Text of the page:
The low beeping of an incoming video-call jolted him out of his doze. He tumbled up from his relaxing chair, reaching for his notebook. He switched the ‘accept’-button, but the screen remained dark. “Yes?”
A swish-like atmospheric noise answered him. Then a whispering voice.
“Hello… is it… you?”
He cocked his eyebrow. “Depends on whom you expect. And who are you?”
“No names please.” Static in the connection, then the voice spoke again. “Code eight-two-two. Understood?”
He breathed in. Code eight-two-two. Of course he knew this code. During his training at SHADO when they made him commander of Moonbase, they had briefed him in a handful of secret codes, only known by the leading staff of the organisation. Codes for severe incidents or in case of assumed espionage. And eight-two-two stood for treason.
“I do.” He paused for some seconds, not sure about what the caller was after. “Go on. How can I help?”
This time the answer came faster, almost panting. “Okay. Eight-two-two. I’m using a low-frequency connection they can’t locate. Hopefully. Remember mission ‘red-duck’ five months ago?”
Yes, he remembered ‘red-duck’, the mission when his Interceptor pilots had been attacked by three alien ships who had hidden behind some space debris. One of the pilots had lost his life because of a malfunction of his rocket. Robert Durham. The second man who had been killed in action under his command. Of course he remembered, would do forever.
His thoughts returned to the person on the phone. The voice was male, with an almost inaudible touch of French, identifying him as the Interceptor squadronleader and second-in-command of the base. With Andy Conroy and Steve Minto the best fighter team they ever had.
“I remember. Robert’s accident. And who you are. Go on.”
“Listen, I’m in the installation hall. I’ve found clear proof that the rocket was manipulated. Bob lost his life because someone changed the wiring in the weaponry. And there’s more to it than that. There must be other traitors. I’ve hacked into the system. Here’s a plan of the rooms where they’ve hidden bugging devices, even in our recreation sphere. And that … Hell, they’ve found me...”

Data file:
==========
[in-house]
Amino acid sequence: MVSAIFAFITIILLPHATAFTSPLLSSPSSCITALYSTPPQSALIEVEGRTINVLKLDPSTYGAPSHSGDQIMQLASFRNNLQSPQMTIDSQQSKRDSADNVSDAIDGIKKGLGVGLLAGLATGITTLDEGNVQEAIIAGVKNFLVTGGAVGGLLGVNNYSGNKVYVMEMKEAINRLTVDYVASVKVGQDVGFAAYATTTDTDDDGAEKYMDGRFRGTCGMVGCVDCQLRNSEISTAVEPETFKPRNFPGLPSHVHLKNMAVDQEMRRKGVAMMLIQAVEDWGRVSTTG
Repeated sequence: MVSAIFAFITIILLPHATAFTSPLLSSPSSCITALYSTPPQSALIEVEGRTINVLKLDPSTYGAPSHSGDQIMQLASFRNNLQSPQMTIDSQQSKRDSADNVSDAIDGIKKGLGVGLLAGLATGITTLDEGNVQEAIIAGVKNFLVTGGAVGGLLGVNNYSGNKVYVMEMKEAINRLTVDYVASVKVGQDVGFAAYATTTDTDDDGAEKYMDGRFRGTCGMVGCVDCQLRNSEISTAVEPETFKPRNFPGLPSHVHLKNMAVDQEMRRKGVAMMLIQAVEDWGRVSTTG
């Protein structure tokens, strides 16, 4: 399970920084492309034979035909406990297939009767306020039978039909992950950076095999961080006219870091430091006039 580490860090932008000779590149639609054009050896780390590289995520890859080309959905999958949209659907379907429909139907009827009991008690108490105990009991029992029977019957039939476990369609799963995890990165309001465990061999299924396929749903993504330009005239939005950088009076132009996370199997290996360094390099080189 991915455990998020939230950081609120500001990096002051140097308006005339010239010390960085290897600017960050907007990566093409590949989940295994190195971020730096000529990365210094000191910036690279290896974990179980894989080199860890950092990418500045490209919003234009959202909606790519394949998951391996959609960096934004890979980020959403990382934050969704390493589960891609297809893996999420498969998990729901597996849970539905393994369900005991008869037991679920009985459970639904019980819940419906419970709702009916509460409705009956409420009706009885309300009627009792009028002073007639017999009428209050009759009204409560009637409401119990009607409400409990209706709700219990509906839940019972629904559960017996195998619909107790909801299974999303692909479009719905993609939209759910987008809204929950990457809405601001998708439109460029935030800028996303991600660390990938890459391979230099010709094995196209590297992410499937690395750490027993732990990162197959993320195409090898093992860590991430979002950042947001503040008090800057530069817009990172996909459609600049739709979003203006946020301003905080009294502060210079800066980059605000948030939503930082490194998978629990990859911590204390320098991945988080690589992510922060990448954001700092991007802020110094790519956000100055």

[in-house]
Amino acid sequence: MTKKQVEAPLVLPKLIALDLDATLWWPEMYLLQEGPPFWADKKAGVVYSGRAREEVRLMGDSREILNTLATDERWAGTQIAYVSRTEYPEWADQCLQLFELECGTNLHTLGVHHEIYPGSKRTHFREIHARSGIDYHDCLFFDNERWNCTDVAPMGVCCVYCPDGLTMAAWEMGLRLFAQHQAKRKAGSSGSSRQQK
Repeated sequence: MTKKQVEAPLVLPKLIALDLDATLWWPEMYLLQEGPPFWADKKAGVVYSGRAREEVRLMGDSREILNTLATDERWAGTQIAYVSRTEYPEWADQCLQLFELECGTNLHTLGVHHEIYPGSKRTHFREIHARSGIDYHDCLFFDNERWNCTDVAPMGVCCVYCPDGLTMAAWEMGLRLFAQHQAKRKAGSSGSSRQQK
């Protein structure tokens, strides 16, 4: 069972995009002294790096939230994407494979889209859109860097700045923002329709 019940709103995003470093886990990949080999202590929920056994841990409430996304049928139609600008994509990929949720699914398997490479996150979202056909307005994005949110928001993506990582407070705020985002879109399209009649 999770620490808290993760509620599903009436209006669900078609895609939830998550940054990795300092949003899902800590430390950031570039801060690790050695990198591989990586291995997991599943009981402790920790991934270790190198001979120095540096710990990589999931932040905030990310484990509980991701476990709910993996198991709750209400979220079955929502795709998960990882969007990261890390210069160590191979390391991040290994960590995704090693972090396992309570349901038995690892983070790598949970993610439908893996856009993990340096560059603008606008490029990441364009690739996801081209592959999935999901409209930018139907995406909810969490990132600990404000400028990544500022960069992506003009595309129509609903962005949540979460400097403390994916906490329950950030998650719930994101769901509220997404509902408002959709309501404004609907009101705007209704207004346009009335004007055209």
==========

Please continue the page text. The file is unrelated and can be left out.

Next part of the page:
A stifling cry, a bump as if the other had dropped the phone, the hissing of the air lock. Silence. He strained to listen, to understand what was happening. His black eyes stared to the wall of his cabin where he had pinned pictures of the Interceptors and the crew. One showed his comrade, a tall and slender man, the auburn head of hair a glaring contrast to the purple wig of the Moonbase girl and his own black curls.
“Lieutenant, do you read me? Are you okay?”
No one answered. He rushed to the cabin door and hit on the emergency button.
“This is the commander speaking. Internal red alert. Code eight-two-two.”
I wrote this story for a challenge by Lightcudder: "A conversation between two characters. No names can be mentioned, but it must be made clear (at some stage) who is talking and where the characters are."
By the way: the first man is Moonbase Commander Mark Bradley and the second pilot Lt. Jim Regan.
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